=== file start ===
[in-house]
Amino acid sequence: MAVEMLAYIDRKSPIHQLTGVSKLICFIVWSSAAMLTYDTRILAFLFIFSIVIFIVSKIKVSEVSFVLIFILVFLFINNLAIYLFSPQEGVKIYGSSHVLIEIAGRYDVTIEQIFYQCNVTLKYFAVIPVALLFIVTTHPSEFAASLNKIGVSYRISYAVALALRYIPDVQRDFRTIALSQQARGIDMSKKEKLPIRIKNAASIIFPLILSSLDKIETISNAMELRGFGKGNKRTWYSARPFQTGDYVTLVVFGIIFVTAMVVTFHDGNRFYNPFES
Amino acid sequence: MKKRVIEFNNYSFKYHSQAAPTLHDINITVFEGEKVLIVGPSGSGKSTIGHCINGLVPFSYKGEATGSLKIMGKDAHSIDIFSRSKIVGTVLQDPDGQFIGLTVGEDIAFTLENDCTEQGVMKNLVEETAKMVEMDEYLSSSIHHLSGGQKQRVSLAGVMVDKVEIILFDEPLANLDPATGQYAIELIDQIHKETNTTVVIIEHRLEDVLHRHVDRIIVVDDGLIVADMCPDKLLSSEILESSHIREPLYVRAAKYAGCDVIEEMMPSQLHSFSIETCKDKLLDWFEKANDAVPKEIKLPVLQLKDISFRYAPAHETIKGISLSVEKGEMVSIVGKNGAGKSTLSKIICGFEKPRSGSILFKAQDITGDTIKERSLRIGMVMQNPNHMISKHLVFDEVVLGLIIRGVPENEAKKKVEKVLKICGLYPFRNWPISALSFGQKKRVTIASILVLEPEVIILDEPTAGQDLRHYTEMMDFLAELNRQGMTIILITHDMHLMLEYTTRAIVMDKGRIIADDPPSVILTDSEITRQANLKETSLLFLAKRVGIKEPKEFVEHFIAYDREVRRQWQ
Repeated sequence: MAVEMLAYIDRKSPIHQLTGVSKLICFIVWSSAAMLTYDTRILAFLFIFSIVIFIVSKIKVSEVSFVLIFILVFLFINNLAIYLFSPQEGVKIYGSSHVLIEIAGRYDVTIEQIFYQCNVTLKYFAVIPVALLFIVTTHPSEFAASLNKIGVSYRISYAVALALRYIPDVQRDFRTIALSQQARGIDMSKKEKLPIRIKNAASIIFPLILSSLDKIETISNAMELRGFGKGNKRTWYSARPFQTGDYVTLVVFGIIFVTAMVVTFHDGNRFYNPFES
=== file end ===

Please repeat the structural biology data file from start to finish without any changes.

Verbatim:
[in-house]
Amino acid sequence: MAVEMLAYIDRKSPIHQLTGVSKLICFIVWSSAAMLTYDTRILAFLFIFSIVIFIVSKIKVSEVSFVLIFILVFLFINNLAIYLFSPQEGVKIYGSSHVLIEIAGRYDVTIEQIFYQCNVTLKYFAVIPVALLFIVTTHPSEFAASLNKIGVSYRISYAVALALRYIPDVQRDFRTIALSQQARGIDMSKKEKLPIRIKNAASIIFPLILSSLDKIETISNAMELRGFGKGNKRTWYSARPFQTGDYVTLVVFGIIFVTAMVVTFHDGNRFYNPFES
Amino acid sequence: MKKRVIEFNNYSFKYHSQAAPTLHDINITVFEGEKVLIVGPSGSGKSTIGHCINGLVPFSYKGEATGSLKIMGKDAHSIDIFSRSKIVGTVLQDPDGQFIGLTVGEDIAFTLENDCTEQGVMKNLVEETAKMVEMDEYLSSSIHHLSGGQKQRVSLAGVMVDKVEIILFDEPLANLDPATGQYAIELIDQIHKETNTTVVIIEHRLEDVLHRHVDRIIVVDDGLIVADMCPDKLLSSEILESSHIREPLYVRAAKYAGCDVIEEMMPSQLHSFSIETCKDKLLDWFEKANDAVPKEIKLPVLQLKDISFRYAPAHETIKGISLSVEKGEMVSIVGKNGAGKSTLSKIICGFEKPRSGSILFKAQDITGDTIKERSLRIGMVMQNPNHMISKHLVFDEVVLGLIIRGVPENEAKKKVEKVLKICGLYPFRNWPISALSFGQKKRVTIASILVLEPEVIILDEPTAGQDLRHYTEMMDFLAELNRQGMTIILITHDMHLMLEYTTRAIVMDKGRIIADDPPSVILTDSEITRQANLKETSLLFLAKRVGIKEPKEFVEHFIAYDREVRRQWQ
Repeated sequence: MAVEMLAYIDRKSPIHQLTGVSKLICFIVWSSAAMLTYDTRILAFLFIFSIVIFIVSKIKVSEVSFVLIFILVFLFINNLAIYLFSPQEGVKIYGSSHVLIEIAGRYDVTIEQIFYQCNVTLKYFAVIPVALLFIVTTHPSEFAASLNKIGVSYRISYAVALALRYIPDVQRDFRTIALSQQARGIDMSKKEKLPIRIKNAASIIFPLILSSLDKIETISNAMELRGFGKGNKRTWYSARPFQTGDYVTLVVFGIIFVTAMVVTFHDGNRFYNPFES